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The stories of three flourishing startups as they share the successes, struggles and secrets behind their growth.

EP2: Accept & Proceed

When David Johnston decided to strike start his design studio back in 2006, he didn’t have a business plan or more than one month’s wages in the bank.

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Episode 2: Accept & Proceed

"We’ve been careful not to grow at a rate that will overstretch us – we want to be able to do ground-breaking work and not have to take on contracts just to pay the overheads."

When David Johnston decided to strike out on his own by starting a design studio in 2006 he didn’t have a business plan or more than one month’s wages in the bank.


‘But I had notions of grandeur from the get-go,’ he says, with a laugh. ‘I knew that I wanted to be a company, even though it was just me at that point.’ To give this impression, he admits to invoking a split personality: ‘I made up staff members; I created email addresses and would pick up the phone as one person, and then pass on the calls. It was quite confusing and unsustainable – but it worked!’


David’s team vision began to be realised when creative director Matthew Jones joined him as a business partner in 2008. The pair have since turned Accept & Proceed into an award-winning design agency with 13 staff and a client list of eminent brands including Moleskine and Nike.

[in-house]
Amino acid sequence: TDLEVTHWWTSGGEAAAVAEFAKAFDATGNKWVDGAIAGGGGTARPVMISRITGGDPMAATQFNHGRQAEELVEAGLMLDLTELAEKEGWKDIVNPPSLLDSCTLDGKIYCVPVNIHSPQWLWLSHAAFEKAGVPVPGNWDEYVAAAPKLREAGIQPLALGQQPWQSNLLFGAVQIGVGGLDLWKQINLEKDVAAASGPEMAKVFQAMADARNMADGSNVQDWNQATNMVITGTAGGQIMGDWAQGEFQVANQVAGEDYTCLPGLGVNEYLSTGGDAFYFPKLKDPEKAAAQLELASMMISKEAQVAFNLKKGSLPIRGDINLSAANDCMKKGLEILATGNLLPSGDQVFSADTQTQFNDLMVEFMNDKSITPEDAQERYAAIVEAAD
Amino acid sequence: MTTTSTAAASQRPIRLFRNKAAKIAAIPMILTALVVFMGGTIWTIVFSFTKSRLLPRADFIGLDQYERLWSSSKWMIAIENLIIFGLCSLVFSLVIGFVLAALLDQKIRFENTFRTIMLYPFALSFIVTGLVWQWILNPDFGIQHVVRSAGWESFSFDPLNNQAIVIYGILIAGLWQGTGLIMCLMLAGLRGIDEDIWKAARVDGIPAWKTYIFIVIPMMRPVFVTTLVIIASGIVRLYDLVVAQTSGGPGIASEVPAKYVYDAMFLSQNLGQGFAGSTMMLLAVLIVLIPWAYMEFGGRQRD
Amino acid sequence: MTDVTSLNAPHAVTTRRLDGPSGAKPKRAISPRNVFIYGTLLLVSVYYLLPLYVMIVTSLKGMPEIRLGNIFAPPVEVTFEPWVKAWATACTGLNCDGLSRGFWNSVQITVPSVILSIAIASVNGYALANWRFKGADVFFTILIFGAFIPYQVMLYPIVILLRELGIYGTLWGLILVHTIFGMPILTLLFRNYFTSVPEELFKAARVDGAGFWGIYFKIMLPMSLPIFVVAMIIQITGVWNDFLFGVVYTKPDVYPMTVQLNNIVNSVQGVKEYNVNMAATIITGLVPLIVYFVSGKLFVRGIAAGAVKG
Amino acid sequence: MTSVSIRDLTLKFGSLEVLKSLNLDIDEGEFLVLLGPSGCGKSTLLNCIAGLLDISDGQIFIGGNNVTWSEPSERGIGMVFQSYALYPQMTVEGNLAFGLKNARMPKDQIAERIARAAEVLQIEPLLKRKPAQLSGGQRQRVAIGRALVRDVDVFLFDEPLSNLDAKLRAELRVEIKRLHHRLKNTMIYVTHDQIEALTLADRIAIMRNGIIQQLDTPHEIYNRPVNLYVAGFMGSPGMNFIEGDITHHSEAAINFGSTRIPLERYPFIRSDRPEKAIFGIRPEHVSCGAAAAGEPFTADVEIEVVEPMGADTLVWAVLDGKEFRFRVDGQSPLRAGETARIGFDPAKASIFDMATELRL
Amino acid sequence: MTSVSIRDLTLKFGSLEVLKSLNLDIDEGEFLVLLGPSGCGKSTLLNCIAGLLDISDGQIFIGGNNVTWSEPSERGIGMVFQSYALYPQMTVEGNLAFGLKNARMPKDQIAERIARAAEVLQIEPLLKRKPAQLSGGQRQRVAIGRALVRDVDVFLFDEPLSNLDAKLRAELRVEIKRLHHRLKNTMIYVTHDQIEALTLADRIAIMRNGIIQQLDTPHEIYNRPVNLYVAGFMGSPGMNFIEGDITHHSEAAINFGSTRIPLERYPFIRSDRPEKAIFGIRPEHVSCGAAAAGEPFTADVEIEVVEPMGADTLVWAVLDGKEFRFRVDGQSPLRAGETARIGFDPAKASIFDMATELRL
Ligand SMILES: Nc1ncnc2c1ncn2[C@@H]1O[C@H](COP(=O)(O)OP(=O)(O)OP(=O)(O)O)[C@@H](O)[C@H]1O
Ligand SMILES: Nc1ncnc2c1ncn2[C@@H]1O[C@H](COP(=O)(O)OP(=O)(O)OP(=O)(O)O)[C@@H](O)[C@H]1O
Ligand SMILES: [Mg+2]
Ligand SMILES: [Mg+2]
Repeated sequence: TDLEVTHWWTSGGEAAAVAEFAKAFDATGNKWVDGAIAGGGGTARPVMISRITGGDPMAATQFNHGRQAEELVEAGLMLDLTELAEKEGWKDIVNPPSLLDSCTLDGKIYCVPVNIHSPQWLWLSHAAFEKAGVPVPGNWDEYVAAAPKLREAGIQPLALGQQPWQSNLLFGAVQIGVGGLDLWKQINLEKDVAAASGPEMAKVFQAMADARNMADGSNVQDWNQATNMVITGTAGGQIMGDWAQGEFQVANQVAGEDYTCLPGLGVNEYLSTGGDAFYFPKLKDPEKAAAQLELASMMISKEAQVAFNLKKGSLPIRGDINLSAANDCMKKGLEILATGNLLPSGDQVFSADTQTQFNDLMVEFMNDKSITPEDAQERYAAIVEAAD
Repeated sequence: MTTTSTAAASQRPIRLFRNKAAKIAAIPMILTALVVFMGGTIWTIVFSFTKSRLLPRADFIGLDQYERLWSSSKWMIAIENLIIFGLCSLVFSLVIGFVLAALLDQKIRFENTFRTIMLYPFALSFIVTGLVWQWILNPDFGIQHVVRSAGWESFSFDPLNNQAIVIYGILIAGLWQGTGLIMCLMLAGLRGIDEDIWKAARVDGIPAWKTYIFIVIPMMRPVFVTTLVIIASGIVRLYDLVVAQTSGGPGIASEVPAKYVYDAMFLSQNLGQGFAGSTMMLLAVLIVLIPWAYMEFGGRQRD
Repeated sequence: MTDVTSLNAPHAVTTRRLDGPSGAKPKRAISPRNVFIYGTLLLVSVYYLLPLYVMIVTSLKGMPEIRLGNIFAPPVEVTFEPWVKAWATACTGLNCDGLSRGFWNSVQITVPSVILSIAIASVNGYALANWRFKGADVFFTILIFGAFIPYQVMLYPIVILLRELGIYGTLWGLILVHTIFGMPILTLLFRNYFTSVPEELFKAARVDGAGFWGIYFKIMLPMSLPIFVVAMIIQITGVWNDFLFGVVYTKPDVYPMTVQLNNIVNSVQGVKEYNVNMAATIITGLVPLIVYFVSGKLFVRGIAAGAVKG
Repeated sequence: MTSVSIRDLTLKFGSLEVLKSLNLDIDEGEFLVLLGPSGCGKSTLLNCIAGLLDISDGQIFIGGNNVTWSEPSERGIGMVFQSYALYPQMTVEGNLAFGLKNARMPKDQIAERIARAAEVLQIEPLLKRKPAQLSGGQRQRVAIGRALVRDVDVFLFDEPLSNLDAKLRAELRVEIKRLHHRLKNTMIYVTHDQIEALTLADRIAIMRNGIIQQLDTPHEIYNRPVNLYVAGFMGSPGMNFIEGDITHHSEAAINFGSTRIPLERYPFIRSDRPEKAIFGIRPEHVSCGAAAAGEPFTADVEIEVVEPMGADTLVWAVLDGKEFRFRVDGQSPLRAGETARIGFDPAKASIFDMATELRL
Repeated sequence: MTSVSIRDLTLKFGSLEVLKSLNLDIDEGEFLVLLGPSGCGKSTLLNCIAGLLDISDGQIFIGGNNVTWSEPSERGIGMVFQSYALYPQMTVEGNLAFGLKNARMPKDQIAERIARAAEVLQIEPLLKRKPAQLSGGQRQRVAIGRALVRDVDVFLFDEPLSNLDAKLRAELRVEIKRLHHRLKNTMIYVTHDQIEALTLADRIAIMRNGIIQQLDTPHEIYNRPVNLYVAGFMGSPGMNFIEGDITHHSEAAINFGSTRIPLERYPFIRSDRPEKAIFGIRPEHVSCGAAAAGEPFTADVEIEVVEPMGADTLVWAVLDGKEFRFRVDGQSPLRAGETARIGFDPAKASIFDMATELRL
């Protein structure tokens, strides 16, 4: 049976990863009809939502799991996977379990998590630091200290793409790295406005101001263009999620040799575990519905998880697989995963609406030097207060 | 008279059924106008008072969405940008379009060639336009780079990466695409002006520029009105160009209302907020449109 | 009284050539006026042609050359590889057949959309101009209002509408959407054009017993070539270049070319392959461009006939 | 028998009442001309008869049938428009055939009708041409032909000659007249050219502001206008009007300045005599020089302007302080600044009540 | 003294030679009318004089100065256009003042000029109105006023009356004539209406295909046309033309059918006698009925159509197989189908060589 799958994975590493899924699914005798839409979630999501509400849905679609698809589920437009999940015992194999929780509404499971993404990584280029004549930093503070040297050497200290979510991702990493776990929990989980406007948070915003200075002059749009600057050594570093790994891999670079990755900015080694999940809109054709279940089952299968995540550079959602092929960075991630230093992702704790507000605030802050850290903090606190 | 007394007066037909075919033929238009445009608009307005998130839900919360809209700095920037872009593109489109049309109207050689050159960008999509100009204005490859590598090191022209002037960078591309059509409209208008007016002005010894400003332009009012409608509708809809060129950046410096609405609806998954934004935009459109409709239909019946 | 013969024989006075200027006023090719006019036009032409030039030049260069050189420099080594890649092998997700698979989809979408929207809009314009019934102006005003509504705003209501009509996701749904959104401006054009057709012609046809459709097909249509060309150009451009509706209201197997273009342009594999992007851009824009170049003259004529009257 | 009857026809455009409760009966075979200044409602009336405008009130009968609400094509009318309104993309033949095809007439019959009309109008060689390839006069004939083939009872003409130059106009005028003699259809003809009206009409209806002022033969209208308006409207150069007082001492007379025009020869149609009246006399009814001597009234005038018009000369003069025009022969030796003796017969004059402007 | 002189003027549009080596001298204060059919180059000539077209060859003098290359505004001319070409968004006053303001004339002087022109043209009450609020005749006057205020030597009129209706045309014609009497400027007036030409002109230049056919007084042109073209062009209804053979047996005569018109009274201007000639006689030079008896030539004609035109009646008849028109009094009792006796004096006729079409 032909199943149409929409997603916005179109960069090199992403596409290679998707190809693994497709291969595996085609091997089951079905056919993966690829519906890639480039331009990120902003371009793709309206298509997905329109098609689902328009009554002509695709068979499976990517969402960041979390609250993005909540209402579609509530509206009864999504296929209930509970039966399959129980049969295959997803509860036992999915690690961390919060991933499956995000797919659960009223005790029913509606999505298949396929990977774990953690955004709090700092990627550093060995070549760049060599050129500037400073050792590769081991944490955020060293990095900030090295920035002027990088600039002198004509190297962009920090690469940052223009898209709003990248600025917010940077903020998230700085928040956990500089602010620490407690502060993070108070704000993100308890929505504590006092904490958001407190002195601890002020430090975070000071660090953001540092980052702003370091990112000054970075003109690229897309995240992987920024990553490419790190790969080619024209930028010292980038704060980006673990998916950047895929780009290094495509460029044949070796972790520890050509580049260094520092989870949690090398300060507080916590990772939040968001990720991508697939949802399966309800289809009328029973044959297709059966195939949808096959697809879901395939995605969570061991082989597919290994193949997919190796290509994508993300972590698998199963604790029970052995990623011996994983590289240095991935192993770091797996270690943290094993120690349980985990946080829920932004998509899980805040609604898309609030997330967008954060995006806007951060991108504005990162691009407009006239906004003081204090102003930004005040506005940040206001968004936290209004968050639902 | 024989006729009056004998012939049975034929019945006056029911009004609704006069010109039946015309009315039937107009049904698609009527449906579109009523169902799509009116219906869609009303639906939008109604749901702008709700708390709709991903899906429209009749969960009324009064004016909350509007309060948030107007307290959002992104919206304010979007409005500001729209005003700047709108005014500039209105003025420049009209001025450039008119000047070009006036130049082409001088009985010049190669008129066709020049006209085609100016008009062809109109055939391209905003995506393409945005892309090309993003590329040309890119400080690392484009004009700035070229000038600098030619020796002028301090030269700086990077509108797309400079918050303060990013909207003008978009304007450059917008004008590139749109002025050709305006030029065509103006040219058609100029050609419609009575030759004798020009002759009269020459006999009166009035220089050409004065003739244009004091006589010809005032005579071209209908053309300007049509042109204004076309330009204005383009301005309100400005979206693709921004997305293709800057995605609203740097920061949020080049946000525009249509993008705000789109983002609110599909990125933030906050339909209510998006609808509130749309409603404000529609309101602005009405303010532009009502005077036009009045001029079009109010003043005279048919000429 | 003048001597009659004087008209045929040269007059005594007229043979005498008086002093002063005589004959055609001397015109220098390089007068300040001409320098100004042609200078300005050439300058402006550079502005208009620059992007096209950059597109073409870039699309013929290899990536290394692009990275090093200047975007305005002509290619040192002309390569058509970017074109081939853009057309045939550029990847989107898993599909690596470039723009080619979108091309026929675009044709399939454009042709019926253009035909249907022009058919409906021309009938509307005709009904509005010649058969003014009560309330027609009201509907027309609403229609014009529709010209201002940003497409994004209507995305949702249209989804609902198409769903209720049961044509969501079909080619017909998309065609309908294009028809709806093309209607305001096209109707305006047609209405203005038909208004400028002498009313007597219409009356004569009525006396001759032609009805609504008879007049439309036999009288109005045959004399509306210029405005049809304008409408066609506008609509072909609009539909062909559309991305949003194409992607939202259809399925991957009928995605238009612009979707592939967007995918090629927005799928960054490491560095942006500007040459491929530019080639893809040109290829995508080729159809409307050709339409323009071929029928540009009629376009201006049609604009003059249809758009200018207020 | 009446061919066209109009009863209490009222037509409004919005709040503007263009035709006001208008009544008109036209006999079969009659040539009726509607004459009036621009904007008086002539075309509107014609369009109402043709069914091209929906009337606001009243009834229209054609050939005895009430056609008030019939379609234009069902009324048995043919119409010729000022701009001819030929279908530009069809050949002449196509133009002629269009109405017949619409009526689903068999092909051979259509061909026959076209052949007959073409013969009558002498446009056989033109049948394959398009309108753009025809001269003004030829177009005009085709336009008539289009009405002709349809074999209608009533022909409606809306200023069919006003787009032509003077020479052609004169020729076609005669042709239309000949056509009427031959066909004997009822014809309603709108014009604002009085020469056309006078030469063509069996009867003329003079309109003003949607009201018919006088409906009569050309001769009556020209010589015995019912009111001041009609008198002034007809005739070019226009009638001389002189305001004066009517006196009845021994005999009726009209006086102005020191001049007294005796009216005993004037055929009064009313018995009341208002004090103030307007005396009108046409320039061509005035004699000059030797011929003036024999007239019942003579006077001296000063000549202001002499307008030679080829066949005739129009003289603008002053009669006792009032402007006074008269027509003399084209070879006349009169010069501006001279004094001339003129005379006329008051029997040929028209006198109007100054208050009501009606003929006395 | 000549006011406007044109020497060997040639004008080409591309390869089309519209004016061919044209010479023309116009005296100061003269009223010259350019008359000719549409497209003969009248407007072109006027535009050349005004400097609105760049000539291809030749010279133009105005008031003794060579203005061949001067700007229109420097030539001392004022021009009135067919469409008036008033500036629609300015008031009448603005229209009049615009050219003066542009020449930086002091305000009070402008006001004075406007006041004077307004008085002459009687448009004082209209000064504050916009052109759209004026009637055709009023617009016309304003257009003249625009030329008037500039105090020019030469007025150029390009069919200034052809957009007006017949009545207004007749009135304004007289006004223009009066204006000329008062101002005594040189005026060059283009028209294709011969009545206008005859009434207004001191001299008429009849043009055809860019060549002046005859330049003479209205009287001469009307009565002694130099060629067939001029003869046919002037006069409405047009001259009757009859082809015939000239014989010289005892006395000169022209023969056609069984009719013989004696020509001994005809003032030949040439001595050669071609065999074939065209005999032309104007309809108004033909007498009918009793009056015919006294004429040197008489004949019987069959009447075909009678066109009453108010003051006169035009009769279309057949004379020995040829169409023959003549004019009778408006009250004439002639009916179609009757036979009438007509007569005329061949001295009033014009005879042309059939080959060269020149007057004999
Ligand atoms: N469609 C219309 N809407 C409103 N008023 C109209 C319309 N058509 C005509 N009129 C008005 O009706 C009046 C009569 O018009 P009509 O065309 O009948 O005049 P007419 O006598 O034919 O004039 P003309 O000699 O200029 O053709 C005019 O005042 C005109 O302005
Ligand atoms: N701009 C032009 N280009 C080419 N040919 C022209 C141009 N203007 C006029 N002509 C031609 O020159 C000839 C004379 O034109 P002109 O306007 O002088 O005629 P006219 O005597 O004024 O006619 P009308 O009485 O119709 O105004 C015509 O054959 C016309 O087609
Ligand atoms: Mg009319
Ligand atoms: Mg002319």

Last year the pair opened Today, a co-working space in Hackney. The curation of a ‘fun and lively’ atmosphere has been a central concern. ‘I’ve been at agencies that are driven by profit or expansion alone, and I didn’t want that for us,’ says David. ‘We’ve been careful not to grow at a rate that will overstretch us – we want to be able to do ground-breaking work and not have to take on contracts just to pay the overheads.’


Tip for growth: Encourage your staff to spread their wings

David encourages his staff to pursue personal design projects outside of their commercial ones, and credits this as a factor contributing to Accept & Proceed’s high retention rate. ‘We have the 43M3 gallery where we show self-initiated work sometimes, and we do other personal projects, for no other reason than we love them.’